Utopia Or Dystopia: Modern Sci-Fi Reflects Our Fear of the Future
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For all the extraordinary scenarios the genre creates, science fiction stories typically depict one of two possibilities for humanity’s future. The first is a post-scarcity utopia in which technology has permanently solved the problems of starvation and want, enabling us to turn our attention to the exploration of the stars. The second option, which has become much more common in modern works, depicts the opposite: a humanity that failed to resolve its deficiencies before the onset of a paradigm-shifting event, leaving us to wither in dystopia.
Whether the story envisions a Star Trek-style utopia or a The Expanse-style dystopia, sci-fi writers base their fictitious worlds on what they see as the inevitable result of a key inflection point; either a cataclysmic event or the invention of world-changing technologies. Typically, this inflection point predates the narrative, which focuses on the characters as they navigate the world this event has created.
In utopian tales, the inflection points are often unacknowledged. Such is the case with Star Trek, which doesn’t address Earth’s shift from Capitalism to the “Treky Economy,” which appears to be a form of highly-advanced Communism. But in the dystopian stories, the ones filled with brutal deaths and daily struggles to survive, the cataclysmic events are always present, as they create the central conflicts the characters face. For example, The Last of Us has its virus outbreak day, The Expanse is set in a solar system in which humans clung to Capitalism until it was too late, and The Book of Eli exists in what fragments of society remain after a nuclear holocaust.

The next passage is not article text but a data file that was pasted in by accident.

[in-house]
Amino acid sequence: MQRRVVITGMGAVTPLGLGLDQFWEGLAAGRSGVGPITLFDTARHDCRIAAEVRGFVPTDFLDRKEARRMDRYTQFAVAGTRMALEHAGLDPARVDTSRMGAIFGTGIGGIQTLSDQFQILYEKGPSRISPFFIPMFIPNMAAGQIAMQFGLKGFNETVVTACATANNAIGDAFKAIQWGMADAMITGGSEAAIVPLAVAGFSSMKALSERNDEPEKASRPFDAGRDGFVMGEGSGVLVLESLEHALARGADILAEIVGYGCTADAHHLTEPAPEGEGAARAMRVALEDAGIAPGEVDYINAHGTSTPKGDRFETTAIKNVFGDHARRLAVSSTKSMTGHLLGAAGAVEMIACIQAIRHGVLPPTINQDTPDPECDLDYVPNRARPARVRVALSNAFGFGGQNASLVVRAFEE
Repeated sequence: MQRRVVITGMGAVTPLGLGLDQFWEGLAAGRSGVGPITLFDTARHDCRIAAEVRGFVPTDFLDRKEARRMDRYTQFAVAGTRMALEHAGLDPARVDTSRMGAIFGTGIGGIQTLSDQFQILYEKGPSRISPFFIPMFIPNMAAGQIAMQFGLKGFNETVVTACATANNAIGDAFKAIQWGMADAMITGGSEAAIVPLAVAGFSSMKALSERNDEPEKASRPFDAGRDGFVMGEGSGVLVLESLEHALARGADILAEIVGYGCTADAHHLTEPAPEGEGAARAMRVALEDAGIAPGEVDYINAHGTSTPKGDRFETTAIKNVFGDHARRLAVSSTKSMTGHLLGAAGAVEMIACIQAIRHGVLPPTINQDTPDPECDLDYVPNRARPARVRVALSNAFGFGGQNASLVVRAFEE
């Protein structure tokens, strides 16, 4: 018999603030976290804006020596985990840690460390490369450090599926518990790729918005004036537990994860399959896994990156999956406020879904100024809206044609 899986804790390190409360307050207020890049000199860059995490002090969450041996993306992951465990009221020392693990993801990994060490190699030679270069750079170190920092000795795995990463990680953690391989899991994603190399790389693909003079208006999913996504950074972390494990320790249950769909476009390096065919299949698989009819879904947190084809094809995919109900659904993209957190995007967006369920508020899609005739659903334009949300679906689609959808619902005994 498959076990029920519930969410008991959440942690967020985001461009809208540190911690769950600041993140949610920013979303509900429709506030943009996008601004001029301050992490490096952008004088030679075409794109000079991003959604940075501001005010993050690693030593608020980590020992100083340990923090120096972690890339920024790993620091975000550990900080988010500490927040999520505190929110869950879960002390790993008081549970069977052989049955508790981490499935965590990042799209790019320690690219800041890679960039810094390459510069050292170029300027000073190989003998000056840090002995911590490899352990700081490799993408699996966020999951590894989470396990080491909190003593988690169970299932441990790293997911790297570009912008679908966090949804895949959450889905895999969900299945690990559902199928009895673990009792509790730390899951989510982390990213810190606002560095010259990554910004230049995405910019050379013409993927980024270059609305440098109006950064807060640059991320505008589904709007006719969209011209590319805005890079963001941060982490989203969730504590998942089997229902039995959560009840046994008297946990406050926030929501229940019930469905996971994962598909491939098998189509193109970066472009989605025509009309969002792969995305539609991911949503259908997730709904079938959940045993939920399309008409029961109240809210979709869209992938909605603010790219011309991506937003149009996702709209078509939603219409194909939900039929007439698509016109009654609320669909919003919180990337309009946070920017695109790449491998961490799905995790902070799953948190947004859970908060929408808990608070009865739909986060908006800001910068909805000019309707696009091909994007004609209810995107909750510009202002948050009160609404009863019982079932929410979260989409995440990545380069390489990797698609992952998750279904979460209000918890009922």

It is a sad reflection of humanity’s current state that contemporary science fiction seldom imagines us reaching utopia. While the 20th century was filled with hopeful sci-fi like the many iterations of Star Trek and the happy-go-lucky The Jetsons, such optimism is few and far between in today’s entertainment.
Perusing the internet lists of “Top SciFi Movies of the 2000s” confirms our pessimism. Avatar, arguably the most prominent movie of the past two decades, is an explicit critique of American colonialism. With the help of the military, humans attempt to excavate the coveted resources of planet Pandora with no regard for indigenous life. A personal favorite movie of mine, District 9, shows our inability to handle immigration and refugee crises, inevitably leading to an “othering” of the extraterrestrial species and the poor living conditions that come with segregation.
In video games, which have always tested the limits of mainstream culture, the message is more explicit. BioShock, Fallout, Prey, and The Outer Worlds all depict societies that were unable to move past the profit-over-people of Capitalism, even after world-altering events like the discovery of extraterrestrials or the literal end of the world.
Heavy on Science, Light on Fiction
No matter if we watch them on an iMax screen or read them in the pages of a library book, the most popular stories are always those that resonate with us. There’s a reason nearly all modern sci-fi shows a bleak and dreadful world. It isn’t that movie producers and authors are depressed, but that dystopia is where most of us think we are headed.
According to Gallup, only 42% of Americans think it is “very likely” (13%) or “somewhat likely” (29%) that the younger generations will have better lives than their parents. This is a plummet from the 71% who believed the future would be better at the start of the millennium.
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